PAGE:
Thirsty? These are the in-fashion drinks you should be sipping

Image: Supplied

Ten years ago, bottles of vodka on ice were the standard of cool, contemporary drinking, and tart cocktails in bright colours were the preserve of party-going women the world over. But the trajectory of social drinking appears to have taken a nostalgic turn of late, with old-fashioned cocktails and European apéritifs enjoying an unexpected revival. It’s out with the Mojito and in with the Old Fashioned; while, on the other hand, historically second-tier spirits like tequila and mezcal are emerging as the new artisanal elite. In short, the time is ripe for you to update the way you drink, lest your liquor cabinet becomes a laughing stock. 

Invest in some Aperol

While it’s always been enjoyed in an après-ski capacity, Aperol hasn’t exactly merited the status of a staple; indeed, many a bottle of the viscous orange liquor has been relegated to the role of an ornament on the shelves of well-stocked bars.

But it might be time to bring this august Italian apéritif out of retirement: Aperol is making a serious comeback. A pleasantly bitter infusion of orange and herbs, Aperol is the (significantly) less alcoholic cousin of Campari, and is best enjoyed in the form of an Aperol Spritz –  that is, in conjunction with a delicate balance of prosecco and soda water.  

Aperol spritz made with Aperol, 750ml, R229, available at leading liquor retailers and select wine stores
Aperol spritz made with Aperol, 750ml, R229, available at leading liquor retailers and select wine stores
Image: Supplied

APEROL SPRITZ

Glass: Wine glass with ice to the top

Ingredients:
50 ml prosecco
50ml Aperol
25ml splash of soda 

Garnish: thick slice of orange

Notes:
- Ensure the prosecco is well chilled before serving
- Always pour the prosecco first


Fortaleza Blanco, 750ml, R750, available at leading liquor retailers and select wine stores.
Fortaleza Blanco, 750ml, R750, available at leading liquor retailers and select wine stores.
Image: Supplied

Lose the shot glasses

Tequila has never gone out of fashion, but it’s always been in with the wrong crowd.

Typically, it’s served in shot glasses and knocked back with a grimace, some salt, and a  slice of lemon.

Thanks to a select range of ultra-premium labels, though, the agave-based beverage is attracting a new demographic of drinkers, who are not averse to spending upwards of R2000 for a distillation they can drink on the rocks.

Tequila Casa Noble, George Clooney’s (recently sold) Casamigos, and bespoke brands like Blue Nectar Tequila are just a few of the brands responsible for tequila’s new luxury affiliations; but even premium tequila may very soon be somewhat passé.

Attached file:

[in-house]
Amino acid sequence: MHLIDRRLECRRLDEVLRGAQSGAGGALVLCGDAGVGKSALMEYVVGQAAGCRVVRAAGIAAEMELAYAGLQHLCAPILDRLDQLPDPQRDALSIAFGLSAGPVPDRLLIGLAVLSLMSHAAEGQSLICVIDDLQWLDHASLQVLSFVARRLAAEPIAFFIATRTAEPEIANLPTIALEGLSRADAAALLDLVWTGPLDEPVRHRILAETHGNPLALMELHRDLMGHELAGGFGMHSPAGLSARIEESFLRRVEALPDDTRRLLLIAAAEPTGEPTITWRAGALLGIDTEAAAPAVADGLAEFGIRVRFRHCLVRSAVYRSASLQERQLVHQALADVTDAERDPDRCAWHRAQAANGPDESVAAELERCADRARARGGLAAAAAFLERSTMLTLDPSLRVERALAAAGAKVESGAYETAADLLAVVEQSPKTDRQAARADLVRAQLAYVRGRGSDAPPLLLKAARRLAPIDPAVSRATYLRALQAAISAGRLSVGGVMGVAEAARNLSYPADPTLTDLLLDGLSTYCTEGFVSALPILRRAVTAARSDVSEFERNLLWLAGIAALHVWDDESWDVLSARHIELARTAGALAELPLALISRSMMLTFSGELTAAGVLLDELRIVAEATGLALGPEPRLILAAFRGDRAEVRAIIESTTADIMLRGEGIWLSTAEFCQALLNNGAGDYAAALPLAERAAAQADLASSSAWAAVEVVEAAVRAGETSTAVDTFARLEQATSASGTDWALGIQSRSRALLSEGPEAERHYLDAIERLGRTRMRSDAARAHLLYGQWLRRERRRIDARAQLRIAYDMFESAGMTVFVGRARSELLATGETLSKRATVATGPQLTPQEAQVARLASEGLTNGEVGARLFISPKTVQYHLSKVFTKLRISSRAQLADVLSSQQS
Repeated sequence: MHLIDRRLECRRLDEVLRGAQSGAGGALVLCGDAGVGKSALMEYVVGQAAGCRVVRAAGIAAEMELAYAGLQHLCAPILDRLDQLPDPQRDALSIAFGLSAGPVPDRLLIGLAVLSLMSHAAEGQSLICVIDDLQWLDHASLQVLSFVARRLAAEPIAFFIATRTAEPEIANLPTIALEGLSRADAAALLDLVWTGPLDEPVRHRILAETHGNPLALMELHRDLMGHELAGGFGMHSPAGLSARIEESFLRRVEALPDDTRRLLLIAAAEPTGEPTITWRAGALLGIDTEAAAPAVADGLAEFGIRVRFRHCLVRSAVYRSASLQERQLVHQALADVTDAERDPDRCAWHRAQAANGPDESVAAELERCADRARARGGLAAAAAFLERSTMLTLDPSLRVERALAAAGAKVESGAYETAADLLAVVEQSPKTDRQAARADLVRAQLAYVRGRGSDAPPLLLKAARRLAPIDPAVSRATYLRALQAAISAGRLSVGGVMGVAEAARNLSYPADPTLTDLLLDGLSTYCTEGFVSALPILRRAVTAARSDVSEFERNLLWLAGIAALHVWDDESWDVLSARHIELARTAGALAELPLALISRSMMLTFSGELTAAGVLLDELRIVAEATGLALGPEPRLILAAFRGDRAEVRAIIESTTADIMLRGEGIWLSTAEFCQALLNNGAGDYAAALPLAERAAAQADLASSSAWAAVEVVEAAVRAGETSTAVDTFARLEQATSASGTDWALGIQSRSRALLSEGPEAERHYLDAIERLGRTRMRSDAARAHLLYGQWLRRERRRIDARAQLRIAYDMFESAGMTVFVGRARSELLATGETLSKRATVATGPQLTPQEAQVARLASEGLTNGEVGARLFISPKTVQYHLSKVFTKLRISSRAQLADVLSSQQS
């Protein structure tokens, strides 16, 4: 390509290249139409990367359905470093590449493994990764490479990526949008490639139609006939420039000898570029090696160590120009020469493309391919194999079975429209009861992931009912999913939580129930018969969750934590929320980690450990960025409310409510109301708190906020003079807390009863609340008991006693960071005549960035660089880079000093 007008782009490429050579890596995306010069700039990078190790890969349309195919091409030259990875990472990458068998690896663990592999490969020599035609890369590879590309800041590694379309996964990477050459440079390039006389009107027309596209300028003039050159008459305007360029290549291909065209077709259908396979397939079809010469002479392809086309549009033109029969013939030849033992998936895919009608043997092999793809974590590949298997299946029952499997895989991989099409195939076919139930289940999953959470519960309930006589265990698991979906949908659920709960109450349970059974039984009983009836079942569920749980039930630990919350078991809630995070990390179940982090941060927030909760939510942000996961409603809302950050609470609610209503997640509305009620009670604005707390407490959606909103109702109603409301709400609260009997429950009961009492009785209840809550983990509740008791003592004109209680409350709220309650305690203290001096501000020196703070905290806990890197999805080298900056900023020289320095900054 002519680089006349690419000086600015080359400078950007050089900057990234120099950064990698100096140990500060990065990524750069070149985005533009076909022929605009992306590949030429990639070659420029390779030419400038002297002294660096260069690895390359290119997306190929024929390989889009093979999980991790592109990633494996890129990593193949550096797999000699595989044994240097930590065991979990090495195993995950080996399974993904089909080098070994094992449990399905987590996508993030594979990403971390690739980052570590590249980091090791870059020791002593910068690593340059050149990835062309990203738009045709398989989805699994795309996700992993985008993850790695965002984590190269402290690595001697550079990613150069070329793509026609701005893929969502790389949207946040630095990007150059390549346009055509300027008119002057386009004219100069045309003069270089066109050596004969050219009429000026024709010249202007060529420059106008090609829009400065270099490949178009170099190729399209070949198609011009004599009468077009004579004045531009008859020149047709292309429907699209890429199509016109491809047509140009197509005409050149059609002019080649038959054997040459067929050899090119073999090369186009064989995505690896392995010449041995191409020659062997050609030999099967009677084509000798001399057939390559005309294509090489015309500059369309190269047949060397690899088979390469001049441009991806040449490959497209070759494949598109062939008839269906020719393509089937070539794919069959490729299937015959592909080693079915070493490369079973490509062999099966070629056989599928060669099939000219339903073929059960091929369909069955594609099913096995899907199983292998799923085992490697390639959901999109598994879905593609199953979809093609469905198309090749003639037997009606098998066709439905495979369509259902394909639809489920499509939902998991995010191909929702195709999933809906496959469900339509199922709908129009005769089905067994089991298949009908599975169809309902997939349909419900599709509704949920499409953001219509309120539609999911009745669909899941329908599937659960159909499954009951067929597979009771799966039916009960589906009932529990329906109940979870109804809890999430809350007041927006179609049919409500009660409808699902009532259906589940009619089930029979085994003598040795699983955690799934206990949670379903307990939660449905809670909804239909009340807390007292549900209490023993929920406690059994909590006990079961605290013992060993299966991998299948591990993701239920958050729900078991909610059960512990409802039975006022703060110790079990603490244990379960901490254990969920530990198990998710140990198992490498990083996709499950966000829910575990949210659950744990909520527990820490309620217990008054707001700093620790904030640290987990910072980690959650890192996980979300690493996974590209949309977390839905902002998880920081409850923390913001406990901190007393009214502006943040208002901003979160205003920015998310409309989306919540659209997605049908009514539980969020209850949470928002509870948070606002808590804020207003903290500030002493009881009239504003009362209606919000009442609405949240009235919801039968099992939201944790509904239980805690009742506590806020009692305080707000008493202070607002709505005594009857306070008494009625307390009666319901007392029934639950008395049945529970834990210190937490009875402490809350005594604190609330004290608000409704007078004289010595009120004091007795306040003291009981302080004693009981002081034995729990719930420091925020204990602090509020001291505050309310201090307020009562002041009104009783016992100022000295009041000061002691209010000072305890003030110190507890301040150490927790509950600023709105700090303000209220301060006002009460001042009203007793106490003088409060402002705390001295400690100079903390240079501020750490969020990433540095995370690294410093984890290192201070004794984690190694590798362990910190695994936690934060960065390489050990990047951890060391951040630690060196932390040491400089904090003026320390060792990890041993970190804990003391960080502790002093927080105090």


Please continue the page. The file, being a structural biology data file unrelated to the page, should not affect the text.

George Clooney and Rande Gerber are looking to take Mexican spirit mezcal mainstream, and, if their success with Casamigos tequila is any indication, you’ll soon be seeing the smoky spirit everywhere.


Think Back

Naturally, the nature of cocktails is evolving in accord with the trends in spirits, and we seem to be reverting to the favorites of yesteryear.

Our growing appetite for sharper, more aromatic tastes might explain why cocktails such as the Old Fashioned and the Negroni are suddenly reappearing on menus: these are refreshing, verdant drinks, with the added appeal of old world glamour. Stock up on Angostura bitters, vermouth rosso, rye whiskey and Campari; and take a (much needed) hiatus from artisanal gin.

BITTER SECRET

Glass: Chilled Martini glass

Method: Stir

Ingredients:
20ml Three Ships Select
20ml Dry Vermouth
20ml Rosso Sweet Vermouth
15ml Orange Juice
15ml Grand Marnier Orange
4 Dashes Orange Bitters

Garnish: Orange Peel

Bitter secret made with Three Ships whiskey, 750ml, R160. Available at leading liquor retailers and select wine stores
Bitter secret made with Three Ships whiskey, 750ml, R160. Available at leading liquor retailers and select wine stores
Image: Supplied

Swap…

Cognac for Armagnac. The slightly less-refined French brandy is beginning to replace cognac in cocktails, as its slightly more heterogeneous flavour – an attribute of its comparatively rudimentary makeup – adds an enjoyable complexity to classics like Sidecars and Stingers.    

Some other things to try

Benédictine, an herbal liqueur invented by French monks and owned by Bacardi. It’s good in a surprisingly vast array of cocktails, with an inimitable flavour and spiciness.

Chartreuse – another cloistered concoction, from the Carthusian monks in France – is the namesake of the colour, a distinct, not-quite-vegetal shade of green. It’s aged with 130 kinds of herbs and flowers, and can be drunk straight, either cold or at room temperature; but this oily green liqueur is very sweet, and is generally used in small quantities in cocktails.

Drambuie – an oft-overlooked, ultra-versatile blended Scotch whiskey that is resurfacing in cocktails and on menus. It marries well with an array of liqueurs, and is an excellent complement to coffee.

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